No-one saw it coming. This week, northern supermarket chain Booths teamed up with Waitrose to form a buying alliance to negotiate better prices for branded goods. It’s not the first time Booths has surprised the industry. In July, it parted company with Nisa-Today’s to “develop its unique grocery offering”.

Maybe Booths’ offer wasn’t as unique as it thought because now news of the alliance is out, the partnership makes sense. Both retailers support local suppliers and attract shoppers for their upmarket products rather than their branded ranges.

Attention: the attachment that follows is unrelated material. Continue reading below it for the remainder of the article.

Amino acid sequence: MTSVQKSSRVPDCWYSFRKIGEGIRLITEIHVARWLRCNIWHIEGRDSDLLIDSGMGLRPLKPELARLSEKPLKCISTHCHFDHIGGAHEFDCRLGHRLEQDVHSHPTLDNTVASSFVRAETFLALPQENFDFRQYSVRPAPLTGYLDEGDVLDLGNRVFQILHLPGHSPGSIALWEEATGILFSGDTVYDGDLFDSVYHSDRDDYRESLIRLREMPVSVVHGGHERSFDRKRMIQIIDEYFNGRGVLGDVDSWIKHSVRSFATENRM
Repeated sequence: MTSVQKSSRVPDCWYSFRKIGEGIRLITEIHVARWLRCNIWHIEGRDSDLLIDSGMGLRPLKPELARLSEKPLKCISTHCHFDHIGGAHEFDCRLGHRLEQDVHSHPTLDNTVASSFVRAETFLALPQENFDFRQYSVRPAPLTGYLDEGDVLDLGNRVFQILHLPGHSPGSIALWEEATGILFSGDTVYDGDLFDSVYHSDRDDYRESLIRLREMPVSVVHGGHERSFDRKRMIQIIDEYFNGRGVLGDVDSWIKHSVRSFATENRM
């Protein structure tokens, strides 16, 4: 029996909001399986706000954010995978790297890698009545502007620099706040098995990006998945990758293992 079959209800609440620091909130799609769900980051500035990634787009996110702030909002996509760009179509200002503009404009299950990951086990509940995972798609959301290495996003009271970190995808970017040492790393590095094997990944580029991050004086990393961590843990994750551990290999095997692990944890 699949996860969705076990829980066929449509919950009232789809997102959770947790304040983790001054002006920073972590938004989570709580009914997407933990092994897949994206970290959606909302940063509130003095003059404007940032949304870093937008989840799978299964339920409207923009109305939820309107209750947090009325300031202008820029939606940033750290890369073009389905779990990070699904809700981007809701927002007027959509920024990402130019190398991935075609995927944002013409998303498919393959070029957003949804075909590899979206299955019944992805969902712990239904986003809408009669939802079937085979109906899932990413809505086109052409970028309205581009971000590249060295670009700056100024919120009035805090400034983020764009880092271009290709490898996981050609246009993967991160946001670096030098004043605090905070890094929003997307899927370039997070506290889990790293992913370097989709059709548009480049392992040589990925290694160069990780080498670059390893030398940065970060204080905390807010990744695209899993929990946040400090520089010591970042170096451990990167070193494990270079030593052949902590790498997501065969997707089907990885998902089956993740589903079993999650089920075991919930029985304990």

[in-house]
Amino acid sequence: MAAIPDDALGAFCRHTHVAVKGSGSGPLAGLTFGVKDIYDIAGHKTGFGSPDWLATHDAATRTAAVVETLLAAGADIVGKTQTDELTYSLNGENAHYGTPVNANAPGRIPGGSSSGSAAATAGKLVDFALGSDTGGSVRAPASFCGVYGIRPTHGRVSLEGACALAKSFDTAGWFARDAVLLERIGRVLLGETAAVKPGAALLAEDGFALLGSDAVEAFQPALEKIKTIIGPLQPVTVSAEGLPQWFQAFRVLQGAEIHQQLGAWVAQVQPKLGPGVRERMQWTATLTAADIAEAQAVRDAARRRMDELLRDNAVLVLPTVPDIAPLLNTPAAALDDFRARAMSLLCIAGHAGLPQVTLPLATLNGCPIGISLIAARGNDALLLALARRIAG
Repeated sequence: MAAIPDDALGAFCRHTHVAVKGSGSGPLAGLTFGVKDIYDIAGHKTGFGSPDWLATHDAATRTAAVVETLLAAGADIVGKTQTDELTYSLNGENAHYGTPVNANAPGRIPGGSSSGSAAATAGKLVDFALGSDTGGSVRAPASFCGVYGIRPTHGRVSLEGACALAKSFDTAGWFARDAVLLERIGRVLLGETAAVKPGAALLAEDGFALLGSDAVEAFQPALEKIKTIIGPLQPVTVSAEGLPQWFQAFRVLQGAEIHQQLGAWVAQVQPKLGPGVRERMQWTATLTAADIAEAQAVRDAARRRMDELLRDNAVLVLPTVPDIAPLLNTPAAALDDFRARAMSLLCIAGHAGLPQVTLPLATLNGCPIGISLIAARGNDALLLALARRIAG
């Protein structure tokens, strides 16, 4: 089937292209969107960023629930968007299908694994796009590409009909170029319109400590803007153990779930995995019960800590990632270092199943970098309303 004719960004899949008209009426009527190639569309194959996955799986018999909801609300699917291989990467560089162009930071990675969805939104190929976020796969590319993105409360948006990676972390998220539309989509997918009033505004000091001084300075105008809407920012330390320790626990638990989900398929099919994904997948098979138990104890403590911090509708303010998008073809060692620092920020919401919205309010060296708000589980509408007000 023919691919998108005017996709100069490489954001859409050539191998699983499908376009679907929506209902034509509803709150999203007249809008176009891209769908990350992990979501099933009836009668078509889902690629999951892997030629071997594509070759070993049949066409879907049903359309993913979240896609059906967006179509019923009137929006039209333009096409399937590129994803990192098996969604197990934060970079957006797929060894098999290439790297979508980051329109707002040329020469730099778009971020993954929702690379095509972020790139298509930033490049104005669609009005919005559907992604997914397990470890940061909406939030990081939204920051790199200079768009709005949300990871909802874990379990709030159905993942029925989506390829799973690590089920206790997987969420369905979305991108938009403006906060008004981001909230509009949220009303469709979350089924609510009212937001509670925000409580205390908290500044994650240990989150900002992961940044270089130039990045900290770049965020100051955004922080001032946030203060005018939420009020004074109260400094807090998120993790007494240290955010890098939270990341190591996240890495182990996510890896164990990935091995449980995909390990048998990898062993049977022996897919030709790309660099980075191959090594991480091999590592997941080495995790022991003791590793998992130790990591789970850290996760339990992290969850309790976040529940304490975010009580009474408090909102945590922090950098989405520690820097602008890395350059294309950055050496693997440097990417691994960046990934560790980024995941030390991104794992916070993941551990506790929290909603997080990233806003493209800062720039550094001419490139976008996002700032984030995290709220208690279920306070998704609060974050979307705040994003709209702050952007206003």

But what does the alliance say about the state of the independent grocery sector that one of the leading indies has had to jump into bed with a multiple retailer to allow it to compete on a more even footing? Times are tough for independents, but could survival mean burying the hatchet to strike up new-found friendships across the industry?

Could we see frozen food discounter Farmfoods teaming up with Iceland, or Harry Tuffins shaking hands with arch-rival Tesco? Or is this simply a new way for multiples to swallow good independent retailers whole?